I think you're grossly misinformed about labour law in Canada. Your boss can't smile to your face, act like everything's fine (CERTAINLY not say nice things about your work to you), and then tell you on the morning they fire you of all the things you've been doing wrong for the past 2 years. Certainly not without facing, and likely losing, a lawsuit. I'll see if I can find time to dig up some specific cases this afternoon, but I know I've read about cases where employees were doing some OUTRAGEOUS things while on the job, got fired for cause, and then won wrongful termination suits when it was discovered that the company knew for some time that said employee was doing said outrageous things but that their bosses never warned them to stop, or mentioned that it was a problem, until the morning of the firing. As the first site I found when I googled "wrongful dismissal in Canada" says "For most of the above cases, an employer would not be able to prove just cause if, by action or inaction, it condoned or forgave the conduct".

            If your boss is submitting negative performance evaluations about you, but isn't telling you about the issues with your performance, that inaction is tantamount to condoning your performance issues, and a judge is going to rule in your favour in the lawsuit when it comes out that your boss kept your performance issues a closely guarded secret from you until the morning they fired you, even if your performance issues are ones that would normally OBVIOUSLY be just cause for dismissal.

          • I think you're conflating two separate things: whether a company is obligated to inform you of every evaluation they've done of you, and whether a company must inform you of bad performance prior to firing you (in a timely manner, not just the day before).

            The two things are completely different things. In fact, Beauregard was never fired, in this particular example.

          • We've definitely gone past the Beauregard example, that's true, as he was never fired. My point is more that HAD he been fired, he would have won the subsequent wrongful dismissal law suit pretty easily, even if his performance evaluation was riddled with just cause.

            I am glad you seem to have revised your assertion that "the only time [your boss is] required to give you an evaluation is when he fires you, so that you can't sue for wrongful dismissal" given that if your boss only gives you a negative evaluation when he fires you, that's actually a REASON to sue for wrongful dismissal.

            I suppose it's possible that an employer is not required to show his or her employee every single one of their performance evaluations (and if so, thank GOD I work where I do, cause you could never get away with submitting performance evaluations of an employee around here without showing the employee!) but I do think it's important to point out that an employer who fights tooth and nail to keep an employee from seeing their own performance evaluation is going to lose a tidy little lawsuit if they ever decide to terminate that employee, even for cause.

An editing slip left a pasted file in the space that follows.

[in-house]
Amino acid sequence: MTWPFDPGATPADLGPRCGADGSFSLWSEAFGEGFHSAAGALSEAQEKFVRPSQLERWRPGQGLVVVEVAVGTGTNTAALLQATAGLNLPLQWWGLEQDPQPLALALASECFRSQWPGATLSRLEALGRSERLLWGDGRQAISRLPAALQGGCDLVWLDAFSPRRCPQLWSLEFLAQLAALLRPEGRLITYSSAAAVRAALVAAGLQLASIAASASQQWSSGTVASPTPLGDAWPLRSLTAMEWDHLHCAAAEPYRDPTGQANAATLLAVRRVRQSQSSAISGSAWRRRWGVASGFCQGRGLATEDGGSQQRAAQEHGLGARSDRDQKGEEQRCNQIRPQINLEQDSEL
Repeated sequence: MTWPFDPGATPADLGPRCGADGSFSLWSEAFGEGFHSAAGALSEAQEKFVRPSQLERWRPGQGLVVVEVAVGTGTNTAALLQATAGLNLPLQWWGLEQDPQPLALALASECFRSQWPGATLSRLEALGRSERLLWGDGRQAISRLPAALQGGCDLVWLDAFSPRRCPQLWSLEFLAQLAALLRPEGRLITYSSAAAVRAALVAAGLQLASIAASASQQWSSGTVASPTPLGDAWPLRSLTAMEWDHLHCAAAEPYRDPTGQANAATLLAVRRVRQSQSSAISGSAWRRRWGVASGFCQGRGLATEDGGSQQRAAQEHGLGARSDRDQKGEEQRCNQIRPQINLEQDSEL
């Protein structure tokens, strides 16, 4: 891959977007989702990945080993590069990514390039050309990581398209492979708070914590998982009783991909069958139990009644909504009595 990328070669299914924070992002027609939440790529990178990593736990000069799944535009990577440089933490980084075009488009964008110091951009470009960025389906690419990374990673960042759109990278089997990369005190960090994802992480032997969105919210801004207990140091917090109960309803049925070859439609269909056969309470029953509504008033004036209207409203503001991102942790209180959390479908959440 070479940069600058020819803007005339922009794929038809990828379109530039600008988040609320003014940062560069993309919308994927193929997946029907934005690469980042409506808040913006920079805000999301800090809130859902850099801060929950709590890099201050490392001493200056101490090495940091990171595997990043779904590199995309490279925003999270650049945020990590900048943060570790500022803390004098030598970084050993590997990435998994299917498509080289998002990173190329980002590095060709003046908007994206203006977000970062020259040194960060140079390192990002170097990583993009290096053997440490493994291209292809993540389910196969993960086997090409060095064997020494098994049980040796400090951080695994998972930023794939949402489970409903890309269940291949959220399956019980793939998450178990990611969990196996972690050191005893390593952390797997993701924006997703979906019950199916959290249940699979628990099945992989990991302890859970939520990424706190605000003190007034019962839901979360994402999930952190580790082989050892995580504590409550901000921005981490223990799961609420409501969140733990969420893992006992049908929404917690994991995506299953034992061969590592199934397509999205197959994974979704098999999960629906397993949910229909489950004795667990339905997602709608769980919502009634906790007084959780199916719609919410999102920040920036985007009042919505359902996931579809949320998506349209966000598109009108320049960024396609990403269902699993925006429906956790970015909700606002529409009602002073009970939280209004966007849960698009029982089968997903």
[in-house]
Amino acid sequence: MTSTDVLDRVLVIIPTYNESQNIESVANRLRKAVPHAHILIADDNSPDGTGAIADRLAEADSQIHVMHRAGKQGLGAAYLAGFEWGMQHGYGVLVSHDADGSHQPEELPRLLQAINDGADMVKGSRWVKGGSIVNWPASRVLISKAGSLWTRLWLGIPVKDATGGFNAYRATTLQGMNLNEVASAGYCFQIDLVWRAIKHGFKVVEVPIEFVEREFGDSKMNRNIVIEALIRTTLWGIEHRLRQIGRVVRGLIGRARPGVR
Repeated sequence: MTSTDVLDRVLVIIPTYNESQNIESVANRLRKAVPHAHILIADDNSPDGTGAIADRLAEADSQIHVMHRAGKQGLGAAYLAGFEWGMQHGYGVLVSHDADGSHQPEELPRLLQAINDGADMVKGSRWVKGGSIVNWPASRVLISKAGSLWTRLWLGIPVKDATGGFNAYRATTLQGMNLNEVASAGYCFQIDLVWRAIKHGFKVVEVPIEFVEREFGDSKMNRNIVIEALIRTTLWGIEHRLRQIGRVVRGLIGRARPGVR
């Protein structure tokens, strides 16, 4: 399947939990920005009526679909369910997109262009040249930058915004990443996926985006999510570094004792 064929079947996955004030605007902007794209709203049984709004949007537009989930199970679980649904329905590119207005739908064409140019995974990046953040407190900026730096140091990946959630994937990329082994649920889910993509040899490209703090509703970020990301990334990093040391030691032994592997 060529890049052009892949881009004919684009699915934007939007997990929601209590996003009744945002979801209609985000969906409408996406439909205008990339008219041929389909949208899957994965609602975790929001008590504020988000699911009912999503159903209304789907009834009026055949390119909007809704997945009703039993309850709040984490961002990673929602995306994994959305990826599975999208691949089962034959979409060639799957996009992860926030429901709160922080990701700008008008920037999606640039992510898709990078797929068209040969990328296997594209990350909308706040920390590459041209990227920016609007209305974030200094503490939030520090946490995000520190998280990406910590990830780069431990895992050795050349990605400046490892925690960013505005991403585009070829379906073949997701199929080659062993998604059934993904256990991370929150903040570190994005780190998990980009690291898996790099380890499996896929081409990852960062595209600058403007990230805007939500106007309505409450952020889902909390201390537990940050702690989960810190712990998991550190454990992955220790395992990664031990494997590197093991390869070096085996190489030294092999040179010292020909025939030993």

From another site that came up in a quick Google search: "In a general sense, employers must show that you have been spoken to about the behaviour that has led to the termination on previous occasions, that you were given an opportunity to correct the behaviour and that you were warned that if you did not correct the behaviour your employment would be terminated. If an employer alleges they had cause for the dismissal, the burden is on them to prove that there was just cause."

            Not being a lawyer, I leave open the possibility that it wasn't actually "illegal" to hide Beauregard's performance evaluation from him, just incredibly stupid.

          • Not being a lawyer, I leave open the possibility that it wasn't actually "illegal" to hide Beauregard's performance evaluation from him, just incredibly stupid.

            Yes. Of course, what you call "stupid", others would call "business". It's dog-eat-dog out there in the rat race.

          • It is a dog eat dog world, which is why it's best not to give other dogs an excellent case to sue you if you ever want to fire them. One can call "setting yourself up for a future lawsuit" "business", but I'd still maintain that that's a stupid way to run a business.

        • Oh, I do agree that the answer makes sense though.

    • Frankly, I call BS on that one. Without a moments hesitation I could name a dozen people who have been excoriated by the Conservatives and the press that serves them with release of highly private, highly personal info. Try selling your fallacious notion to Freedom of Speech advocates; this is no everyday occurrence. This is not only N.E.W.S, this matter involves abuse of postion to the highest levels in this country.

      • In that case, kindly post your last job performance evaluation as a reply to this comment. Perhaps you could add your school transcripts as well. Also, post your criminal record and tax returns. And your credit rating. Also, do the same for your family members. Consider this an access-to-information request. Thanks.

        • Your request is important to me. Please stand by. The information you're requesting will be available in 6-8 months.